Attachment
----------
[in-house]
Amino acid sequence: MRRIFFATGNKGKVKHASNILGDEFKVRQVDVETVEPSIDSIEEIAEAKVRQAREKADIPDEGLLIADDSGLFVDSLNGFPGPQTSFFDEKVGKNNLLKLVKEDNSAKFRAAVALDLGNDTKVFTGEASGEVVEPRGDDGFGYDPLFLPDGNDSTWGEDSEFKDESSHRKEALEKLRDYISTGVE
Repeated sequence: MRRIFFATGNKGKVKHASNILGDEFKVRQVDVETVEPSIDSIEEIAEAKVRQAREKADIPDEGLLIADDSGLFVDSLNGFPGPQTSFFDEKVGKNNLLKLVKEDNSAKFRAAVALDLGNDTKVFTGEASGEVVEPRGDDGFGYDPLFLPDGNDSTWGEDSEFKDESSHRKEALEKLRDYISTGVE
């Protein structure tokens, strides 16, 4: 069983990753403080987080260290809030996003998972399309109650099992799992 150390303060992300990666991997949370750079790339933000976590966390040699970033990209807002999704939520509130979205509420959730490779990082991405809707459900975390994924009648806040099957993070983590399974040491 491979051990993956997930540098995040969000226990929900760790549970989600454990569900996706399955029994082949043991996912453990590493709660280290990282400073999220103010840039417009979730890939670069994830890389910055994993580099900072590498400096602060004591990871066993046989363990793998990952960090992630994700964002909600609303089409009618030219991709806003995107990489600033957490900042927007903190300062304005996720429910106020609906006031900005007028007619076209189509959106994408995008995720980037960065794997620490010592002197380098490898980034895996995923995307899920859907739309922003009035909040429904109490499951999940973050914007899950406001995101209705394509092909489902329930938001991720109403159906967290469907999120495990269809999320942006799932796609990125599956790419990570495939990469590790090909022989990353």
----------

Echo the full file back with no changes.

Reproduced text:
[in-house]
Amino acid sequence: MRRIFFATGNKGKVKHASNILGDEFKVRQVDVETVEPSIDSIEEIAEAKVRQAREKADIPDEGLLIADDSGLFVDSLNGFPGPQTSFFDEKVGKNNLLKLVKEDNSAKFRAAVALDLGNDTKVFTGEASGEVVEPRGDDGFGYDPLFLPDGNDSTWGEDSEFKDESSHRKEALEKLRDYISTGVE
Repeated sequence: MRRIFFATGNKGKVKHASNILGDEFKVRQVDVETVEPSIDSIEEIAEAKVRQAREKADIPDEGLLIADDSGLFVDSLNGFPGPQTSFFDEKVGKNNLLKLVKEDNSAKFRAAVALDLGNDTKVFTGEASGEVVEPRGDDGFGYDPLFLPDGNDSTWGEDSEFKDESSHRKEALEKLRDYISTGVE
């Protein structure tokens, strides 16, 4: 069983990753403080987080260290809030996003998972399309109650099992799992 150390303060992300990666991997949370750079790339933000976590966390040699970033990209807002999704939520509130979205509420959730490779990082991405809707459900975390994924009648806040099957993070983590399974040491 491979051990993956997930540098995040969000226990929900760790549970989600454990569900996706399955029994082949043991996912453990590493709660280290990282400073999220103010840039417009979730890939670069994830890389910055994993580099900072590498400096602060004591990871066993046989363990793998990952960090992630994700964002909600609303089409009618030219991709806003995107990489600033957490900042927007903190300062304005996720429910106020609906006031900005007028007619076209189509959106994408995008995720980037960065794997620490010592002197380098490898980034895996995923995307899920859907739309922003009035909040429904109490499951999940973050914007899950406001995101209705394509092909489902329930938001991720109403159906967290469907999120495990269809999320942006799932796609990125599956790419990570495939990469590790090909022989990353």